Minnesota Prairie Roots

Writing and photography by Audrey Kletscher Helbling

Getting cultured in Faribault: From opera to Somali song to booyah September 7, 2021

A promo for Mixed Precipitation’s on-the-road performance. Graphic source: Mixed Precipitation.

IN ONE WEEK’S SPAN, I heard opera for the first time and then seven days later listened to an internationally-known Somali singer perform. Both right here in Faribault. In Central Park.

What a delight to experience these performing arts locally, to be exposed to something new to me.

And at 6 pm Friday, September 10, I’ll be back in Central Park, enjoying “Arla Mae’s Booyah Wagon,” a play presented by Minneapolis-based Sod House Theater.

If I’m sounding a bit giddy, it’s because I am. I love the arts and feel grateful for our local Paradise Center for the Arts. Yet, I often yearn to see more. But I don’t want to go into the metro. And, truth-be-told, there’s always cost to consider. Even in attending local arts events. I expect others in Faribault face the same barriers.

So I feel such gratitude for our long-running free summer Concerts in the Park series. And I feel thankful, too, for sponsoring groups like the City of Faribault Parks & Recreation Department and the Paradise Center for the Arts and the local businesses and residents who helped fund the special events I attended recently.

When Mixed Precipitation brought its The Pickup Truck Opera, Volume 1: The Odyssey to Faribault on August 26, I wondered how I would respond. I didn’t quite know what to expect. I needn’t have concerned myself as the adaptation of Homer’s Odyssey proved lively and entertaining with dancing and over-sized puppets and toe-stomping music. Plus opera. And it was performed on the grass, in front of the historic bandshell from the bed of a blue pickup truck. I felt like I was in a small village of yesteryear being entertained by a traveling troupe.

Dalmar Yare. Photo source: Faribault Parks & Rec Facebook page.

The feel was completely different on September 2, when I set up my lawn chair in Central Park to hear and watch Dalmar Yare, a Somali entertainer from Minnesota and with family ties to Faribault. He describes his music as a blend of traditional Somali styles with hints of western influence.

I quickly found myself swinging my crossed left leg to the tempo of the upbeat music. I didn’t understand what Yare sang in a language foreign to me. But I understood the joy I felt, the joy I saw. Throughout the park, local Somali children, teens and adults gathered to listen. Many danced, especially the kids. It seemed part concert, part celebration, part reunion. Simply joyful.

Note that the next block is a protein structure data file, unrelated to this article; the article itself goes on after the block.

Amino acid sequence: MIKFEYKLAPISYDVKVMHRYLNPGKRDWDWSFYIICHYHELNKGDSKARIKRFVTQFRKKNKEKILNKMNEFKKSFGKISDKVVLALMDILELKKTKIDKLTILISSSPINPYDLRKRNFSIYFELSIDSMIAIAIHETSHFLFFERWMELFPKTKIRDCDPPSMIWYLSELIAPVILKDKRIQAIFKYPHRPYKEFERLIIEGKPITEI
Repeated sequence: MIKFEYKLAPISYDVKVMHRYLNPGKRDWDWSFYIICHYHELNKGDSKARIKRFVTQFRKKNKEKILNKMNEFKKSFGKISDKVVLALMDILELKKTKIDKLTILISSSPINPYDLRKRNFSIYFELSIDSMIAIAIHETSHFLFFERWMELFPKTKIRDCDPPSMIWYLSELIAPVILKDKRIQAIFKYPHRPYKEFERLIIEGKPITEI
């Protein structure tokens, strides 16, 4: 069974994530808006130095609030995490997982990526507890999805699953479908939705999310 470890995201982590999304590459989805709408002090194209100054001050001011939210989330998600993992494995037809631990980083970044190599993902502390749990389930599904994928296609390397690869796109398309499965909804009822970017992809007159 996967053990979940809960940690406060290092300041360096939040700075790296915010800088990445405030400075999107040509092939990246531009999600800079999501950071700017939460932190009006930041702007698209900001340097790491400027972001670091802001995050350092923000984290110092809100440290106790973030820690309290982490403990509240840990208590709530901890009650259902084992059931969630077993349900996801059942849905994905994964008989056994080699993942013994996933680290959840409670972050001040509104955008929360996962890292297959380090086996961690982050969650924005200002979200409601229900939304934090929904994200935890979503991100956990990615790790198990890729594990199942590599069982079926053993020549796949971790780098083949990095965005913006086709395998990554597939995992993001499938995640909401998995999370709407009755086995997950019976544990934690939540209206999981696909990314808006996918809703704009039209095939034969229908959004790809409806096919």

While I listened, I observed the crowd. I noted the open affection of Somali youth for one another. Young men draped arms over shoulders as did teen girls. Preschool girls in their flowing dresses and hijabs ran hand-in-hand across the park. I noticed, too, a stunningly beautiful 20-something layered in a golden dress and matching hijab, fashionable mini purse dangling from her shoulder. The vibrant colors and patterns of dresses and hijabs swirled like a kaleidoscope. An ever-changing gallery of art.

Dressed in my casual attire of jeans, a tee and a zipped sweatshirt with the hoodie occasionally pulled up to provide warmth and protect me from the rain, I felt under-dressed and conscious of my white-ness. And that’s OK; I needed to feel this. I only wish more long-time Faribault residents would have attended.

Photo source: Sod House Theater

Now this week I’ll learn about booyah, a rich and flavorful stew that is supposedly an Upper Midwest tradition, although I’ve never eaten it. Booyah will theme the Sod House Theater musical comedy about Arla Mae, a rural Minnesotan claiming to operate the state’s first food truck out of which she serves her famous booyah. The play aims to spotlight buying and eating fresh local food. Thus the involvement of James Beard Award-winning chef Ann Kim in creating a special booyah recipe for the production. So what goes into this stew, which is traditionally cooked outdoors in large kettles over a wood fire? You name it: a mix of meats and an assortment of vegetables—onion, potatoes, rutabagas, cabbage, carrots, celery, peppers…

I envision a collage of shapes and colors. Art in a kettle. Art that is new to me. Served to me. Right here in Faribault. In Central Park.

#

NOTE: “Arla Mae’s Booyah Wagon” will also be performed in neighboring communities on these dates and at these locations:

Keepsake Cidery, rural Dundas, 6 pm on Thursday, September 23

Pleasant Grove Pizza Farm, rural Waseca, 6 pm on Friday, October 1

Northfield Central Park, Northfield, 6 pm on Thursday, October 7

© Text Copyright 2021 Audrey Kletscher Helbling

 

17 Responses to “Getting cultured in Faribault: From opera to Somali song to booyah”

  1. What a wonderful cultural experience.

  2. What fun and unique experiences. So glad you were able to take advantage of some wonderful events safely.

  3. What FUN! I love art in all its medias, especially music and performance art. Happy Exploring – Enjoy 🙂

  4. Valerie Says:

    Looks like some interesting events…so glad you were able to attend.
    We’ll be out of town in October when the Arla Mae’s comedy is in NF.
    Looks like fun!

  5. Jackie Hemmer Says:

    So many fun and culturally diverse entertainments in Faribault! Thanks for sharing.


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